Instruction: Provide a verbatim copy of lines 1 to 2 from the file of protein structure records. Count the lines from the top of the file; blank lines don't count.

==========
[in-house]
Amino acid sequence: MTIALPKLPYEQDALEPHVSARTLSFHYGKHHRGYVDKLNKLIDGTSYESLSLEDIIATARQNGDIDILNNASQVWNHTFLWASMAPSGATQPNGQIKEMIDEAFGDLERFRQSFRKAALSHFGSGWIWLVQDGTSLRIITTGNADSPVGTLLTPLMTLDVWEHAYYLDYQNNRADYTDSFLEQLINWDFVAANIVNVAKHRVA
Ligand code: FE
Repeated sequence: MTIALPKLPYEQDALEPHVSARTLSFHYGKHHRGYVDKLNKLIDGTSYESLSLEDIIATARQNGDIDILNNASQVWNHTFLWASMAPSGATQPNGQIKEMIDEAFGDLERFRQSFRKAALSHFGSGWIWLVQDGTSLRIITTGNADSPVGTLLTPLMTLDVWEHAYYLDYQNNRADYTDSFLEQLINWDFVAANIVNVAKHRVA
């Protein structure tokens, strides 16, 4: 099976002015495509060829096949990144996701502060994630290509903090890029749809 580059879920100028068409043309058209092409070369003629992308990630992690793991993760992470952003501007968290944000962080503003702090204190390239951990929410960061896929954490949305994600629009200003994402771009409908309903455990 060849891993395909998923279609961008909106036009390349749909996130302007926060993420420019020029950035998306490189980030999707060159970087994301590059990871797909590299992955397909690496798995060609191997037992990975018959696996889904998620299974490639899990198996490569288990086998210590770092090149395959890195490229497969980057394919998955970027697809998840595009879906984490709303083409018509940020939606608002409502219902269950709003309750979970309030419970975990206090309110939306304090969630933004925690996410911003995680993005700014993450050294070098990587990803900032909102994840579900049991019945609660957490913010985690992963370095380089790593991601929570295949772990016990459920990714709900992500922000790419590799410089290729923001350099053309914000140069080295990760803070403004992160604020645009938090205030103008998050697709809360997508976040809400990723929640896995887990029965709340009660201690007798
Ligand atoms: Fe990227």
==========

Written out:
[in-house]
Amino acid sequence: MTIALPKLPYEQDALEPHVSARTLSFHYGKHHRGYVDKLNKLIDGTSYESLSLEDIIATARQNGDIDILNNASQVWNHTFLWASMAPSGATQPNGQIKEMIDEAFGDLERFRQSFRKAALSHFGSGWIWLVQDGTSLRIITTGNADSPVGTLLTPLMTLDVWEHAYYLDYQNNRADYTDSFLEQLINWDFVAANIVNVAKHRVA